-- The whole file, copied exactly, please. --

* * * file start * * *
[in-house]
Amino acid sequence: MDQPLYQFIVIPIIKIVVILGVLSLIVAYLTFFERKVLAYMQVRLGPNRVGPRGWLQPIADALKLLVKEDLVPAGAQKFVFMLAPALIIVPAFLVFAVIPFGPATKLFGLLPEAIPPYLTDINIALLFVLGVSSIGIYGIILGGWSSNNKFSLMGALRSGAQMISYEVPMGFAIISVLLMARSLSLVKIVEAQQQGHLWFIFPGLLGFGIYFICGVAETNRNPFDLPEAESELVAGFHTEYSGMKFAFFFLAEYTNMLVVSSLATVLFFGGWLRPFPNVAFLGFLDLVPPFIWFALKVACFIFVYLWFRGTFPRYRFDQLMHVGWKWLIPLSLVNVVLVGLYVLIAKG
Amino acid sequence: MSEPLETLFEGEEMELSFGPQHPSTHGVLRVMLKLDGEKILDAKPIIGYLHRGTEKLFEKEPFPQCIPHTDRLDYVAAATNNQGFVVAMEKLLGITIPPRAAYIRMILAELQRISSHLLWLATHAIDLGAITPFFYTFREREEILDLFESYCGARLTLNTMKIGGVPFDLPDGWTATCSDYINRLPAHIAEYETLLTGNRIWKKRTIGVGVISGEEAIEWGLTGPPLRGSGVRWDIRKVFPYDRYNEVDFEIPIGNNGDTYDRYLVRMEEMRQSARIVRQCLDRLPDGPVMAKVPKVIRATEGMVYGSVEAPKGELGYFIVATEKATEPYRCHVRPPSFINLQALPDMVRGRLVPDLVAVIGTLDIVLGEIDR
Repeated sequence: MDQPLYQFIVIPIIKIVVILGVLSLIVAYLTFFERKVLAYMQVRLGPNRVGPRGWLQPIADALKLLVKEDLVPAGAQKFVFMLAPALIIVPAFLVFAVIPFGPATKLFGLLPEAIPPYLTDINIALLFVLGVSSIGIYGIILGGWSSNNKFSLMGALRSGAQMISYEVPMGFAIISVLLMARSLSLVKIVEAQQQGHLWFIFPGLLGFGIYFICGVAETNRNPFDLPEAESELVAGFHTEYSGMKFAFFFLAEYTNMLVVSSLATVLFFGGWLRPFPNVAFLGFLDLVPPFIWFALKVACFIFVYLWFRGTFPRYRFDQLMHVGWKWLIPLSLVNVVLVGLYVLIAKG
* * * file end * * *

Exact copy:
[in-house]
Amino acid sequence: MDQPLYQFIVIPIIKIVVILGVLSLIVAYLTFFERKVLAYMQVRLGPNRVGPRGWLQPIADALKLLVKEDLVPAGAQKFVFMLAPALIIVPAFLVFAVIPFGPATKLFGLLPEAIPPYLTDINIALLFVLGVSSIGIYGIILGGWSSNNKFSLMGALRSGAQMISYEVPMGFAIISVLLMARSLSLVKIVEAQQQGHLWFIFPGLLGFGIYFICGVAETNRNPFDLPEAESELVAGFHTEYSGMKFAFFFLAEYTNMLVVSSLATVLFFGGWLRPFPNVAFLGFLDLVPPFIWFALKVACFIFVYLWFRGTFPRYRFDQLMHVGWKWLIPLSLVNVVLVGLYVLIAKG
Amino acid sequence: MSEPLETLFEGEEMELSFGPQHPSTHGVLRVMLKLDGEKILDAKPIIGYLHRGTEKLFEKEPFPQCIPHTDRLDYVAAATNNQGFVVAMEKLLGITIPPRAAYIRMILAELQRISSHLLWLATHAIDLGAITPFFYTFREREEILDLFESYCGARLTLNTMKIGGVPFDLPDGWTATCSDYINRLPAHIAEYETLLTGNRIWKKRTIGVGVISGEEAIEWGLTGPPLRGSGVRWDIRKVFPYDRYNEVDFEIPIGNNGDTYDRYLVRMEEMRQSARIVRQCLDRLPDGPVMAKVPKVIRATEGMVYGSVEAPKGELGYFIVATEKATEPYRCHVRPPSFINLQALPDMVRGRLVPDLVAVIGTLDIVLGEIDR
Repeated sequence: MDQPLYQFIVIPIIKIVVILGVLSLIVAYLTFFERKVLAYMQVRLGPNRVGPRGWLQPIADALKLLVKEDLVPAGAQKFVFMLAPALIIVPAFLVFAVIPFGPATKLFGLLPEAIPPYLTDINIALLFVLGVSSIGIYGIILGGWSSNNKFSLMGALRSGAQMISYEVPMGFAIISVLLMARSLSLVKIVEAQQQGHLWFIFPGLLGFGIYFICGVAETNRNPFDLPEAESELVAGFHTEYSGMKFAFFFLAEYTNMLVVSSLATVLFFGGWLRPFPNVAFLGFLDLVPPFIWFALKVACFIFVYLWFRGTFPRYRFDQLMHVGWKWLIPLSLVNVVLVGLYVLIAKG